On October 11, 2000, at 0614 eastern daylight time, an American Aviation AA-1A, N9394L, was substantially damaged during a forced landing after a loss of engine power, in Philadelphia, Pennsylvania. The certificated commercial pilot was not injured. Visual meteorological conditions prevailed for the flight that originated at the Northeast Philadelphia Airport (PNE), at 0605. No flight plan was filed for the local aerial observation flight conducted under 14 CFR Part 91. Use your browsers 'back' function to return to synopsisReturn to Query Page
In a written statement, the pilot reported that the purpose of the flight was "...routine traffic patrol of the Philadelphia area." He said that the airplane was in cruise flight at 1,200 feet mean sea level (msl), approximately 10 miles from the departure airport, when the engine began to run "rough". The pilot said he turned the airplane back towards PNE, and performed the procedures outlined in the owner's manual for a loss of engine power. He said the airplane continued to lose power and altitude as he continued towards the airport. According to the pilot:
"Engine RPM was declining and I was unable to maintain altitude. I made smooth power adjustments with the throttle, but RPM's kept decreasing. I was in a slow descent, partial power, trimmed [at] best glide speed of 77 [knots]. I went back to both on the magnetos and continued with full rich mixture and fuel pumps on."
The pilot said he was unable to reach PNE, and configured the airplane for an off-airport landing. He said he continued to evaluate and amend his landing sites due to obstructions, low light conditions, and vehicle traffic. He said:
"As I approached the field, the engine made a loud popping noise and the propeller came to a stop. I turned the fuel pump off, mixture off, and throttle out. At my low altitude, I decided to put the airplane into a nearby field, into the wind, with full flaps. Once I had full flaps, I turned the master switch off. Unable to clearly see obstructions because it was dark out, I made a steep descent and slipped the airplane into a vacant field.... The airplane impacted a steel fence with the left outer wing hitting a tree."
The pilot reported that there were no mechanical deficiencies with the airplane other than the loss of engine power.
The airplane came to rest in an athletic field adjacent to a school, and was examined at the scene by a Federal Aviation Administration (FAA) aviation safety inspector. The inspector said the entire bottom of the airplane and the grass along the wreckage path were streaked with oil. The inspector said no oil registered on the engine oil dipstick.
The airplane was removed from the site, and an engine inspection was performed on October 16, 2000. Removal of the engine cowling revealed no external damage to the engine. An oily residue was observed around the #2 exhaust pipe gasket and the #4 cylinder appeared discolored due to heat. The propeller was rotated by hand through an arc of approximately 120 degrees before the crankshaft locked.
Removal of the #4 cylinder revealed a hole in the #4 piston at the 12 o'clock position beneath the piston ring lands. The hole carried through to the interior of the piston. Removal of the #2 cylinder revealed that the #1 connecting rod was separated from the crankshaft.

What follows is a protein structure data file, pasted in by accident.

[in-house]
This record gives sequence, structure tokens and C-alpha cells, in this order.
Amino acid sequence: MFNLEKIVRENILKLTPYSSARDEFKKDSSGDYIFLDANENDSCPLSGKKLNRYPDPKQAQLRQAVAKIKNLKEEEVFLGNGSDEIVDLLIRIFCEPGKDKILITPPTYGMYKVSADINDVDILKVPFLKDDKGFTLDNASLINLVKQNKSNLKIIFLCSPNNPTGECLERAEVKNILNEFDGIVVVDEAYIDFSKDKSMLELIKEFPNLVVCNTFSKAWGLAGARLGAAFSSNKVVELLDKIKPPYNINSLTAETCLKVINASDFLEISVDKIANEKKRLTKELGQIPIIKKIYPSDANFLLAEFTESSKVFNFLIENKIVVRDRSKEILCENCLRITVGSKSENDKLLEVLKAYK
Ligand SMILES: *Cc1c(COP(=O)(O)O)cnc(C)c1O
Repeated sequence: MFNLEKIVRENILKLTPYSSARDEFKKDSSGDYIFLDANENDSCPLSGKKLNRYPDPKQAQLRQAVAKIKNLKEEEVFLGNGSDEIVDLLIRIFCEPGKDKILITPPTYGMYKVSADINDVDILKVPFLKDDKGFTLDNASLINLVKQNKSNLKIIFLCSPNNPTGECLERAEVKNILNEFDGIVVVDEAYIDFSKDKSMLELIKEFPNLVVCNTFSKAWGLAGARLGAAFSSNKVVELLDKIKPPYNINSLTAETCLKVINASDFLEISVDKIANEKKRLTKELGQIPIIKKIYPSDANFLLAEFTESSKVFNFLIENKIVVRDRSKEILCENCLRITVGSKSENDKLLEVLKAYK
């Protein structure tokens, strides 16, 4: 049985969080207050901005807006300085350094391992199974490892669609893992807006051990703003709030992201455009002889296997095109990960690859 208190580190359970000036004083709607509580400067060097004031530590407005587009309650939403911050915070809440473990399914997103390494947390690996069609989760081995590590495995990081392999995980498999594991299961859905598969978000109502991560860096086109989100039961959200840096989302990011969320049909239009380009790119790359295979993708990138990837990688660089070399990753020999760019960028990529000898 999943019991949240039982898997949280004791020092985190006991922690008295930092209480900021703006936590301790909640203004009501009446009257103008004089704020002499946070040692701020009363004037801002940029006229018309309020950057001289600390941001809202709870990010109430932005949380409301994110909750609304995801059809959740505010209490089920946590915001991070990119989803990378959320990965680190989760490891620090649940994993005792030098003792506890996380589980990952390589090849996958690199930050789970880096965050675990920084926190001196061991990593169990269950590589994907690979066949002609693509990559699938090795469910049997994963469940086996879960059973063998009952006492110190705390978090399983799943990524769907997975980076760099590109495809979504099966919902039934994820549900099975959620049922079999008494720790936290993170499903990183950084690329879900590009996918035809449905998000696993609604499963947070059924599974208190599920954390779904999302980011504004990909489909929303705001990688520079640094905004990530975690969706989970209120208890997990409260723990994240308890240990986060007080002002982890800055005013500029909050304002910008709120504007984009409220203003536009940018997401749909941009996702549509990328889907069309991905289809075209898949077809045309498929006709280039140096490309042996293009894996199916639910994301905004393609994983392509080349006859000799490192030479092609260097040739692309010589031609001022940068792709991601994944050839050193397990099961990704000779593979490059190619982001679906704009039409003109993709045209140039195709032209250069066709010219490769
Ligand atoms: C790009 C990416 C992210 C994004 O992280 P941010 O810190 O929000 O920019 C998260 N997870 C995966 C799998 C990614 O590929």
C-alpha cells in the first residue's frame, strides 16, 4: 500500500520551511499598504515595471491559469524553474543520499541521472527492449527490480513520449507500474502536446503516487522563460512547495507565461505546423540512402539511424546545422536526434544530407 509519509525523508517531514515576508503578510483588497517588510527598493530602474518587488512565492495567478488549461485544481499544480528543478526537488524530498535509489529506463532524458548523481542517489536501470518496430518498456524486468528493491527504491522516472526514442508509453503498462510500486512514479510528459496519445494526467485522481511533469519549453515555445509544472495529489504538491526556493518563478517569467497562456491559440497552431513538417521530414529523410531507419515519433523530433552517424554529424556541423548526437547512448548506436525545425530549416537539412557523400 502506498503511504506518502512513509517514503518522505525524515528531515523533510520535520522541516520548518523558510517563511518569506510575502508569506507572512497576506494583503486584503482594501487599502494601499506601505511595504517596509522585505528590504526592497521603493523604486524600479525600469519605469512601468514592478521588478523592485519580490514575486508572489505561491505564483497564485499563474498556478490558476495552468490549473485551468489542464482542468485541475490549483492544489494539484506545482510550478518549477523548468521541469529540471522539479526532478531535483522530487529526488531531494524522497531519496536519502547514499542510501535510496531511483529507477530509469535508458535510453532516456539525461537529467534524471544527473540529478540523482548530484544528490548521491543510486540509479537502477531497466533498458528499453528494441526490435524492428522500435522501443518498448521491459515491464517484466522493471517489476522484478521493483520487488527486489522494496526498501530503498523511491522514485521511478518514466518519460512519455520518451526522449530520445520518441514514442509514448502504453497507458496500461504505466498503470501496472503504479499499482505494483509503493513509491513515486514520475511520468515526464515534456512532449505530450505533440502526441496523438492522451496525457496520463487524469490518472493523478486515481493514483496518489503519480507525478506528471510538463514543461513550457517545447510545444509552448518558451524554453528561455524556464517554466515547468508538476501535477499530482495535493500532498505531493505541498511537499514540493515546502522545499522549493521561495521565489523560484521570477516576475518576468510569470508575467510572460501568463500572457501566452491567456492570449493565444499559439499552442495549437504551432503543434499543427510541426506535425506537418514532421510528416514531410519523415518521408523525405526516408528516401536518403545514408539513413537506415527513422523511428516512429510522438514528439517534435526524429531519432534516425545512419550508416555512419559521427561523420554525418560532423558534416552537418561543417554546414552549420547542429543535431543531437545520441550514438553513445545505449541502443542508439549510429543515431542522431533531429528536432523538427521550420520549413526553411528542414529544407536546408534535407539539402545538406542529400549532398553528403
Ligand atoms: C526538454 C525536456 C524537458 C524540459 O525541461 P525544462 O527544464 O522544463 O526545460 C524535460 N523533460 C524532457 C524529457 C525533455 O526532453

The engine examination was suspended, and the engine was shipped to the Textron Lycoming Engine factory in Williamsport, Pennsylvania. Examination of the engine was completed under the supervision of an FAA inspector on December 14, 2000. Textron Lycoming issued a report on the engine exam, and the FAA inspector concurred with the report.
The report was reviewed and discussed by telephone with the FAA inspector. According to the inspector, examination of the #1 and #2 cylinder assemblies revealed they were Superior cylinders. The #3 and #4 cylinder assemblies were reworked Lycoming cylinders. The individual piston part numbers could not be determined.
Examination of the #1, #2, and #3 pistons revealed carbon deposits on top of the pistons. Examination of the #4 piston revealed no carbon deposits, and the hole that passed completely through the piston. In addition to the hole through the #4 piston, examination revealed a deep groove in the side of the piston in line with the forward piston pin plug. The plug was worn and heat damaged, with significant material loss. Material transfer in line with the piston plug was observed on the wall of the #4 cylinder.
The #1 connecting rod bearing was deformed and impact damaged. The #2, #3, and #4 connecting rod bearings displayed smearing, streaking and heat damage. All of the crankshaft connecting rod journals displayed heat damage and scoring.
The oil-scraper piston rings on the #1 and #2 pistons were installed backwards. The #3 cylinder had 3 base nuts installed upside down.
Examination of the maintenance records revealed the owner/operator replaced the #3 and #4 cylinder assemblies on June 6, 2000, at 2,600 aircraft hours. He serviced the engine with 80 weight oil and returned the engine to service. On July 25, 2000, the #1 and #2 cylinder assemblies were replaced by a maintenance facility at 2,702 aircraft hours. The records revealed that the engine was then serviced with mineral oil as prescribed in the Lycoming Service Instruction 1427D.
At the time of the accident, the airplane had accrued 2,937 hours.
The pilot held a commercial pilot's certificate with ratings for airplane single engine land, multi-engine land, and instrument airplane. He reported 2,083 hours of flight experience, of which 1,630 hours were in the American AA-1A. The pilot reported 145 hours of flight experience in the AA-1A in the 90 days prior to the accident.
Official sunrise on October 11, 2000, was at 0607 EDT. Weather at PNE, at 0554, was clear skies with 10 miles visibility. The winds were from 220 degrees at 7 knots.